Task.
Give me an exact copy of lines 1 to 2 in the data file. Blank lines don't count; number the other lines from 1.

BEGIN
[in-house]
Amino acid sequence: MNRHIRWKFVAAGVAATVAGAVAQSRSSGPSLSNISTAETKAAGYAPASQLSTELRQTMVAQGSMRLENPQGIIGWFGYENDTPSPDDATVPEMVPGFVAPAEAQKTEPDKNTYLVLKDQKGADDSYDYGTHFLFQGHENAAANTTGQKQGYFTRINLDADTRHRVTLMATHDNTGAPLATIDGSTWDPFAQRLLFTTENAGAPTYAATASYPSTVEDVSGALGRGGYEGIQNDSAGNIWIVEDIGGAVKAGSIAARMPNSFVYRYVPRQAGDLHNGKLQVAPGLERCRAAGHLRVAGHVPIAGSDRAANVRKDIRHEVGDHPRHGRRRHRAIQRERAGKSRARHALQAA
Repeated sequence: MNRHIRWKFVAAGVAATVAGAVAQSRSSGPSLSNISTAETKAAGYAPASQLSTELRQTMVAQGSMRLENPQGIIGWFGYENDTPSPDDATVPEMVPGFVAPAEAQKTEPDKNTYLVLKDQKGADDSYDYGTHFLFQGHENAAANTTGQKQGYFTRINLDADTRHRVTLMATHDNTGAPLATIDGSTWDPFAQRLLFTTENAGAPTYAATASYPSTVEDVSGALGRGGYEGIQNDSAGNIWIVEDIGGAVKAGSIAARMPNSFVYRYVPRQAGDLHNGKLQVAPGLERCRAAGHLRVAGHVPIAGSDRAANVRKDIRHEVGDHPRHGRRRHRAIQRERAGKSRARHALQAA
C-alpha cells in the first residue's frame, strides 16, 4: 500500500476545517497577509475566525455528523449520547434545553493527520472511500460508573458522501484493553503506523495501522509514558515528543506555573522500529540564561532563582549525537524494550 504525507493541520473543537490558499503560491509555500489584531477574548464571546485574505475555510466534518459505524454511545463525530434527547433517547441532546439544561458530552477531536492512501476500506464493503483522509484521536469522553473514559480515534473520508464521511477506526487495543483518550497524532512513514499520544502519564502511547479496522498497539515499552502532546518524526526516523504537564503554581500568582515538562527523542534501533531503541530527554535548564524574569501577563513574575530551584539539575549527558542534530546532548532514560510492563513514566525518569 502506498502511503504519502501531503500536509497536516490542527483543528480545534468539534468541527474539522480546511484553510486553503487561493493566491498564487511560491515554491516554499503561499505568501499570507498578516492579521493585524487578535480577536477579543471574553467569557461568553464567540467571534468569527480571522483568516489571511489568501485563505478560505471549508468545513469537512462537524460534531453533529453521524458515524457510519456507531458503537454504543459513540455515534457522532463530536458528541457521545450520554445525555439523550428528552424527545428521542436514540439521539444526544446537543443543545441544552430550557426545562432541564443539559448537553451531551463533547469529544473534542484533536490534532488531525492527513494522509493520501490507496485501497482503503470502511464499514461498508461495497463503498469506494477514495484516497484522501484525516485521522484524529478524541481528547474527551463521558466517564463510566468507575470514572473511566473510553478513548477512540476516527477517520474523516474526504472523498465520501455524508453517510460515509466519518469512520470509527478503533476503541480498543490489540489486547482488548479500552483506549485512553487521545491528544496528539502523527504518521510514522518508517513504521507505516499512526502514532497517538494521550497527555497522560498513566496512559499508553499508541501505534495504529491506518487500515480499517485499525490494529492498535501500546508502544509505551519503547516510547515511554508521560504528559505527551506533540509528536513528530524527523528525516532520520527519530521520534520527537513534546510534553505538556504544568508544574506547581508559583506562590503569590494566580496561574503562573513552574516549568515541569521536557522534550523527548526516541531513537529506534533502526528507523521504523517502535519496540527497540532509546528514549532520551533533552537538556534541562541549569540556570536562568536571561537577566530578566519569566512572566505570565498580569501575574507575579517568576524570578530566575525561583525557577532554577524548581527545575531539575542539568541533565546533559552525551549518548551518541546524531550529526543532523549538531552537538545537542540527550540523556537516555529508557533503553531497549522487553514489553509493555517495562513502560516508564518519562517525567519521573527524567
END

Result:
[in-house]
Amino acid sequence: MNRHIRWKFVAAGVAATVAGAVAQSRSSGPSLSNISTAETKAAGYAPASQLSTELRQTMVAQGSMRLENPQGIIGWFGYENDTPSPDDATVPEMVPGFVAPAEAQKTEPDKNTYLVLKDQKGADDSYDYGTHFLFQGHENAAANTTGQKQGYFTRINLDADTRHRVTLMATHDNTGAPLATIDGSTWDPFAQRLLFTTENAGAPTYAATASYPSTVEDVSGALGRGGYEGIQNDSAGNIWIVEDIGGAVKAGSIAARMPNSFVYRYVPRQAGDLHNGKLQVAPGLERCRAAGHLRVAGHVPIAGSDRAANVRKDIRHEVGDHPRHGRRRHRAIQRERAGKSRARHALQAA